The danger of confusing perception with fact
Updated 16:45, 26-Aug-2019
Jiang Ying

Editor's note: Jiang Ying is an associate Professor in Media and Cross-cultural Communication and Australian Director of Confucius Institute at University of Western Australia. The article reflects the author's opinions and not necessarily the views of CGTN. 

American writer E.B. White once said, "Prejudice is a great time saver. You can form opinions without having to get the facts."

Confusing perception with fact is dangerous for the public. When we treat perceptions as facts, we use those perceptions to back us up or to selectively choose facts to back us up. In some recent media coverage on China in Australia, this technique of cherry-picking facts is often found.

As a researcher in media studies and cross-cultural communication, I've found the current confusion between perception and facts in Australia on Confucius Institutes frightening.

Media headlines, eye-catching enough but with no grounded facts. Misrepresented information based on one-sided Australian public opinions on Confucius Institutes have been largely shaped by claims instead of facts. The recent decision made by the New South Wales State Government to terminate its Confucius Institute program in Schools has just pushed it to an extreme level.

The first Confucius Classroom in Australia's island state of Tasmania opens on Nov 18, 2015. /Xinhua Photo

The first Confucius Classroom in Australia's island state of Tasmania opens on Nov 18, 2015. /Xinhua Photo

The NSW Education Department's Confucius Institute was launched in 2012. Confucius Institutes are established in universities around the world but NSW is unique in that it has a Confucius Institute located within the Education Department. In December 2017 Ross Babbage, former head of strategic analysis at the Office of National Assessments, called for an urgent review of the Department’s Confucius Institute on the grounds that it was inappropriate for Chinese government-funded personnel to be operating within an Australian state government institution.

In the 51 page long report titled "Review of foreign government/organization support for language education in NSW government schools", it clearly states, "This review has found no evidence of actual political influence being exerted by the Chinese government through the Confucius Institute in NSW public schools. Parents, politicians and academics have raised concerns in different forums but none provide evidence of actual influence. Further evidence would need to be gathered under wider terms of reference to be able to say anything conclusive on this point." In short, no evidence found.

The report explains the decision is due to “the perception of possible foreign influence”. The review finds, however, "that there are a number of specific factors that could give rise to the perception that the Confucius Institute is or could be facilitating inappropriate foreign influence in the department. "

In other words, the report exemplifies a decision that is not made on the ground of “evidence”, but "perception".

It sounds an alarm for the rising anti-Chinese discourse in Australia. Campaigns and media coverage about the concern over China's influence are on rise. Chinese investors are blamed for Australia's unaffordable housing prices while Chinese students in Australia are critized for infiltrating Australian politics for the sake of their country.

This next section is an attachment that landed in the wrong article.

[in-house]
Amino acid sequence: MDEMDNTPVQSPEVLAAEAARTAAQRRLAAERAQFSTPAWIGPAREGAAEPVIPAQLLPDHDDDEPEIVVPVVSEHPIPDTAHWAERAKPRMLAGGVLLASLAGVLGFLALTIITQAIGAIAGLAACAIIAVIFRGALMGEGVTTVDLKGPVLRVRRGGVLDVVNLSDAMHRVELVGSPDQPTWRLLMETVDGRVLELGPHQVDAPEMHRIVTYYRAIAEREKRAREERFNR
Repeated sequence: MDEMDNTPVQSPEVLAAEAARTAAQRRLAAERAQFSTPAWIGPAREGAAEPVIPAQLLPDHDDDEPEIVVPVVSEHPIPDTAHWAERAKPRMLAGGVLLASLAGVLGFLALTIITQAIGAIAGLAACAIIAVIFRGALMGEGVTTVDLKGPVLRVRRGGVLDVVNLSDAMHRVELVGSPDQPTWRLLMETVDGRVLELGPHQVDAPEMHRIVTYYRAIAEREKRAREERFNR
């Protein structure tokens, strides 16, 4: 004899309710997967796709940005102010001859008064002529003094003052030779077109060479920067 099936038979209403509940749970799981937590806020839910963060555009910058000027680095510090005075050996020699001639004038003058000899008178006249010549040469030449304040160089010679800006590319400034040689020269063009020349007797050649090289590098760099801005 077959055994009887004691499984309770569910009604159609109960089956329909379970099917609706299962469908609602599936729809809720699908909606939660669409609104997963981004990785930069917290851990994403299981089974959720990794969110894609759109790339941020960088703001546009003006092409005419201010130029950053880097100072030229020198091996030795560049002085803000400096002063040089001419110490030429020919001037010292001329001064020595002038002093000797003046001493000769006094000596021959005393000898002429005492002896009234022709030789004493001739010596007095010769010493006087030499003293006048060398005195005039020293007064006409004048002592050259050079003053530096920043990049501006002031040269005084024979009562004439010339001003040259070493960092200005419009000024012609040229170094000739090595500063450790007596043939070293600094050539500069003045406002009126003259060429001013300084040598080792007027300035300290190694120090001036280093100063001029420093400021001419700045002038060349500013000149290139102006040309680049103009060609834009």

Main building of the University of Sydney, Australia, July 8, 2019. /VCG Photo

Main building of the University of Sydney, Australia, July 8, 2019. /VCG Photo

Due to the homogenizing history of both capitalism and Eurocentrism, a current discourse of misreading China has formed in Australia. It often evokes anxiety because China’s distinctive model is very different from the Western expectation. Accordingly, Australia’s response to China is now characterized by anxiety, sometimes mixed with a touch of paranoia. It is even called the "China syndrome" by some scholars, which is used to describe a condition that is a bit compulsive and not always rational.

The political system in China differs from the West is a fact, therefore, using “Western formula” to make judgment about China could be over-simplistic. It would be more productive if people who are concerned about a fast changing China attempted to understand its hybrid political system and its history first before jumping to conclusions.

A few days ago, Prime Minister Scott Morrison emphasized that China is Australia's comprehensive economic trading partner. Although there are growing domestic voices that Australia should find alternatives to China, the fact is that there is no viable alternative to continued engagement with China in trade or global affairs. The basic economic data alone tells a powerful story: one-third of Australian exports by value go to China. China is Morrison’s biggest test, and Australia China policy needs consistency.

The Australia-China relationship is mutually beneficial, however, the level of anxiety about China’s rise is unlikely to fall in Australia, especially as relations between China and the USA become more strained, right-wing backbenchers keep using China to make noises for domestic political reasons. Australia-China ties will become more challenging in the years ahead. Australia needs more rational thinking and more access to reports based on facts to avoid falling prey to a China syndrome characterized by poor judgment based on perceptions.

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